Ironically, it is Tredinnick and his ilk who are being supremely closed minded. He is closed to the evidence which states that homeopathy does not work, and astrology is nothing but superstition. If the current evidence has not already convinced Tredinnick that these modalities do not work, than no amount of evidence ever will – because he is closed-minded to that possibility.

Finally he makes an appeal to choice, which politically is very effective. However, choice does not mean that the government has to endorse and pay for nonsense. Further, the treatments he favors violate patient information and informed consent. I doubt anyone would buy a homeopathic remedy if the package truthfully stated what was inside. Patients can only make free choices if they are given scientifically accurate and thorough information – that is what we advocate, and what Tredinnick and CAM advocates oppose, by spreading misinformation and propaganda regarding their preferred magical and pseudoscientific treatments.

Conclusion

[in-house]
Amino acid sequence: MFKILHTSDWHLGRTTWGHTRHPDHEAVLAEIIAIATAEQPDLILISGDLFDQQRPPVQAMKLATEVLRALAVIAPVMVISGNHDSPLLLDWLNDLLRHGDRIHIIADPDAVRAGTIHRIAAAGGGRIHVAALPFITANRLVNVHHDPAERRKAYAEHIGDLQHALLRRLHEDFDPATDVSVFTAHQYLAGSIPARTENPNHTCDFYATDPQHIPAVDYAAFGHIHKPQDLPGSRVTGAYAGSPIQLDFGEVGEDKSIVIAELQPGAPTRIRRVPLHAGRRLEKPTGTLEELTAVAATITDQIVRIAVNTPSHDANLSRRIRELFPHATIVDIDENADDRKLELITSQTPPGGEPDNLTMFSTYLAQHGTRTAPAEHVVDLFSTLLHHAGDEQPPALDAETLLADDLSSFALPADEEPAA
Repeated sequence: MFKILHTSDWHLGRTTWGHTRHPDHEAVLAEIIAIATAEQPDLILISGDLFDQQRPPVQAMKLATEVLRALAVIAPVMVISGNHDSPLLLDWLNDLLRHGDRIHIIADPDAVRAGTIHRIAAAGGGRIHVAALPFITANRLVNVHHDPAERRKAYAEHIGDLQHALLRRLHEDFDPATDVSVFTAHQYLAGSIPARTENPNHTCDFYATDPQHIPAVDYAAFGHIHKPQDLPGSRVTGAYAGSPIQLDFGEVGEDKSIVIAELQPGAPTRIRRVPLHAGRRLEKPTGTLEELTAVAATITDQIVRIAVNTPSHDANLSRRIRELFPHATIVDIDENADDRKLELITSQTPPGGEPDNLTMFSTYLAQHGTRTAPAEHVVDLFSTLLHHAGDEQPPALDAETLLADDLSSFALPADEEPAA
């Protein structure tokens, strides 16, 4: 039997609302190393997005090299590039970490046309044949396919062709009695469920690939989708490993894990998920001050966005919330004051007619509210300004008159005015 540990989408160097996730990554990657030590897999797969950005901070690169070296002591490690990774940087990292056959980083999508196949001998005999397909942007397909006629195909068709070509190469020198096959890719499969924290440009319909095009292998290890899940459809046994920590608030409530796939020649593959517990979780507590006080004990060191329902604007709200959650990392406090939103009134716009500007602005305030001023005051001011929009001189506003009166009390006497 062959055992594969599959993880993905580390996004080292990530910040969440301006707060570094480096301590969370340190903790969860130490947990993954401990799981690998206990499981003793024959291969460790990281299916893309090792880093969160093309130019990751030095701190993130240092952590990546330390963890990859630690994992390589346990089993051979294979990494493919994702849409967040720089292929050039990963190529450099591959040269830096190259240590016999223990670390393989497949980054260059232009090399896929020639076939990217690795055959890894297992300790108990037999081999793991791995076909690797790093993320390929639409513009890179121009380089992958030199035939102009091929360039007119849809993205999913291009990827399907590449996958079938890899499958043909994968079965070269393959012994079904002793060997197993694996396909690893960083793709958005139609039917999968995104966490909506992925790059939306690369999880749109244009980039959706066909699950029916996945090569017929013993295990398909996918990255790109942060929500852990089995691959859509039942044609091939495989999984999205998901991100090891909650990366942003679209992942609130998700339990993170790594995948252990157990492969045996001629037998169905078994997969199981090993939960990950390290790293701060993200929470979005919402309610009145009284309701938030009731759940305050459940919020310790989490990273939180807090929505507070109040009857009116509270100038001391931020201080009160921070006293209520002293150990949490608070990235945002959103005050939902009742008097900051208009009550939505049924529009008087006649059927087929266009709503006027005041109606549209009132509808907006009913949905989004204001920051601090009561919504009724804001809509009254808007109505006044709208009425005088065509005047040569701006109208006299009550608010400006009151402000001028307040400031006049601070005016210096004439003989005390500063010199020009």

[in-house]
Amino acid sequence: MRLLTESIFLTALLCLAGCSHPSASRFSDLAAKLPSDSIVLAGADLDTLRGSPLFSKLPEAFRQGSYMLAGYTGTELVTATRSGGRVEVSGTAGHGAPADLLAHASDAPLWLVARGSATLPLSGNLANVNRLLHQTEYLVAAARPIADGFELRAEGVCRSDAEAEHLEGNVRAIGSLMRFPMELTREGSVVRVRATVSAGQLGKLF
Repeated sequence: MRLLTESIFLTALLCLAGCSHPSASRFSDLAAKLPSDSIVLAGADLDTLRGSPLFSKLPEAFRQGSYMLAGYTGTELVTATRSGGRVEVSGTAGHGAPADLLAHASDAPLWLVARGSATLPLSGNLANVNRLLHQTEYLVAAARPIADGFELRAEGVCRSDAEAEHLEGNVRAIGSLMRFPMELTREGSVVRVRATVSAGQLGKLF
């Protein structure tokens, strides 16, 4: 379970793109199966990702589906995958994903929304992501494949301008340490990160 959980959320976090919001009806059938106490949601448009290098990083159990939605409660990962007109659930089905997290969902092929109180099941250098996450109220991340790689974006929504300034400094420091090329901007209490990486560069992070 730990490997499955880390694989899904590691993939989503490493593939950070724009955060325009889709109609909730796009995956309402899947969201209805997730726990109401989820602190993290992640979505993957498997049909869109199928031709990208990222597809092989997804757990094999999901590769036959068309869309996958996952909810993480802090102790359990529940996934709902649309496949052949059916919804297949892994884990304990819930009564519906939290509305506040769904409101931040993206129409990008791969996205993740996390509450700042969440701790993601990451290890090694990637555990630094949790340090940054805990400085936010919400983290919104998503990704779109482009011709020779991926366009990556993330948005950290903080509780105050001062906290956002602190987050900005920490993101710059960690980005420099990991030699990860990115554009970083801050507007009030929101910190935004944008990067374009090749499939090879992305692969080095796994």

It is difficult to imagine a worse choice for chair of the Health Select Committee than Tredinnick. From what he says and writes he clearly does not understand medical science (and probably science in general) and is profoundly confused by anti-scientific propaganda, which he is now spreading further.

We’ll post an update to the outcome of the vote when it’s available.


Edit: There is a change.org petition to oppose Tredinnick.

Update 06/18/2015: Wollaston defeated Tredinnick 532 to 64.

Posted by Steven Novella

Founder and currently Executive Editor of Science-Based Medicine Steven Novella, MD is an academic clinical neurologist at the Yale University School of Medicine. He is also the president and co-founder of the New England Skeptical Society, the host and producer of the popular weekly science podcast, The Skeptics’ Guide to the Universe, and the author of the NeuroLogicaBlog, a daily blog that covers news and issues in neuroscience, but also general science, scientific skepticism, philosophy of science, critical thinking, and the intersection of science with the media and society. Dr. Novella also contributes every Sunday to The Rogues Gallery, the official blog of the SGU.